Pussy Riot's Nadia And Masha Disowned For Forgetting "Aspirations And Ideals" Of Punk Group

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Members of the Russian punk activist group Pussy Riot have disowned their two most high-profile members, Maria Alyokhina and Nadezhda Tolokonnikova, for having forgotten about the "aspirations and ideals of [the] group." Alyokhina and Tolokonnikova, known as Masha and Nadia, were released from a 16-month prison stint in Russia after having performed their anti-Putin protest song, 'Punk Prayer,' in a Moscow cathedral in 2012.

Pussy Riot
Masha & Nadya Have Been Disowned By Members Of Pussy Riot.

Heavy media interest and intense human rights lobbying played a part in the women's release and has brought certain Russian freedom of speech injustices to light. On the eve of the Winter Olympic Games, currently being held in the Russian city of Sochi, the pair performed alongside Madonna at Amnesty International's Bringing Human Rights Home concert at the Barclay Center in Brooklyn last night, where the Flaming Lips, Yoko Ono, Bob Geldof, Lauryn Hill, The Fray Blondie and Imagine Dragons also contributed.

Maria Nadezhda Pussy Riot
The 'Free Pussy Riot' Campaign Brought Worldwide Attention & Lobbying.

The story of their imprisonment attracted interest from across the globe, with many celebrities publically voicing their support for Pussy Riot's plight. However, six members of the band have signed an open letter, distancing themselves from Nadia and Masha's fame "We are very pleased with Masha and Nadia's release. We are proud of their resistance against the harsh trials that befell them," begins the letter, published via The Guardian.

"Unfortunately for us, they became so carried away with the problems in Russian prisons that they completely forgot about the aspirations and ideals of our group - feminism, separatist resistance, the fight against authoritarianism and personality cults, all of which caused their unjust punishment," they collectively write.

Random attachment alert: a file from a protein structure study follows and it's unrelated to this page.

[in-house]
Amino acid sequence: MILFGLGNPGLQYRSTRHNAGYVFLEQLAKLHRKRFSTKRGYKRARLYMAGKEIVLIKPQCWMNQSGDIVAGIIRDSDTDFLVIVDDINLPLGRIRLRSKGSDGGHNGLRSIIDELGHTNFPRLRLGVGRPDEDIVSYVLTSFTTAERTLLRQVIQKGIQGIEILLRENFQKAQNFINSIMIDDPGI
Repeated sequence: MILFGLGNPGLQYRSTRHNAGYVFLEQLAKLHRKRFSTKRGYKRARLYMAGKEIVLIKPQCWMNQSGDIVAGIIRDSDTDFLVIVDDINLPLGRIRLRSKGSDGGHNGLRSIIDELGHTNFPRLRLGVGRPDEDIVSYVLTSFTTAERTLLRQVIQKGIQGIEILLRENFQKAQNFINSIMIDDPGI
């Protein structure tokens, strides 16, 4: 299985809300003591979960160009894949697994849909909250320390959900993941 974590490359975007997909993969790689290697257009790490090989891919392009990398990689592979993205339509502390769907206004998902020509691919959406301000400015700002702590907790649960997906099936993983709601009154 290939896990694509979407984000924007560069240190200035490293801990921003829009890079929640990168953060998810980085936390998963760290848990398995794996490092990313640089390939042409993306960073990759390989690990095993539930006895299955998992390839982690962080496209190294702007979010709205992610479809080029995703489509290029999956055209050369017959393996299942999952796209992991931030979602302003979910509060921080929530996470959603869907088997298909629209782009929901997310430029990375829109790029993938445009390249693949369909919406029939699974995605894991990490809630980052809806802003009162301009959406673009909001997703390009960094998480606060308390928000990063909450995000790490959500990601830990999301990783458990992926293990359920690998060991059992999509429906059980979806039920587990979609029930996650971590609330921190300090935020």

'Punk Prayer': The Demonstration Song That Saw Pussy Riot Imprisoned:

The anonymous members, signed as Garadja, Fara, Shaiba, Cat, Seraphima and Schumacher, lament the loss of "two friends, two ideological teammates" yet warn that "Masha and Nadia are no longer members of the group, and will no longer take part in radical actionism."

The group add "Now they are engaged in a new project, as institutionalised advocates of prisoners' rights." The Pussy Riot members show their frustration towards the continued attribution of the Pussy Riot moniker to Masha and Nadia's activities in the press, when both have publically distanced themselves from the group and have asserted they act under their own names.

The tone of Pussy Riot's letter is stern in its message but enthusiastic for the former members' work: "Unfortunately we cannot congratulate them in person because they refuse to have any contact with us. But we appreciate their choice and sincerely wish them well in their new career."

Pussy Riot The Saturday Night Show
The Pair Announced Plans To Form Their Own Human Rights Organisation.

Earlier this week, Nadia and Masha appeared at an Amnesty International press conference where they thanked the media for the high level of coverage but vowed that their home country's problems were far from over. They announced that they'd be forming their own human rights organisation with the hope to end the injustices Russia is plagued by.

As a parting statement, Pussy Riot made the situation clear: though their 'Free Pussy Riot' campaign brought their cause more attention worldwide than they could have dreamed of, they are sticking to their core morals and will not be associated with their famous former members.

They said "Remember, we are no longer Nadia and Masha. They are no longer Pussy Riot."


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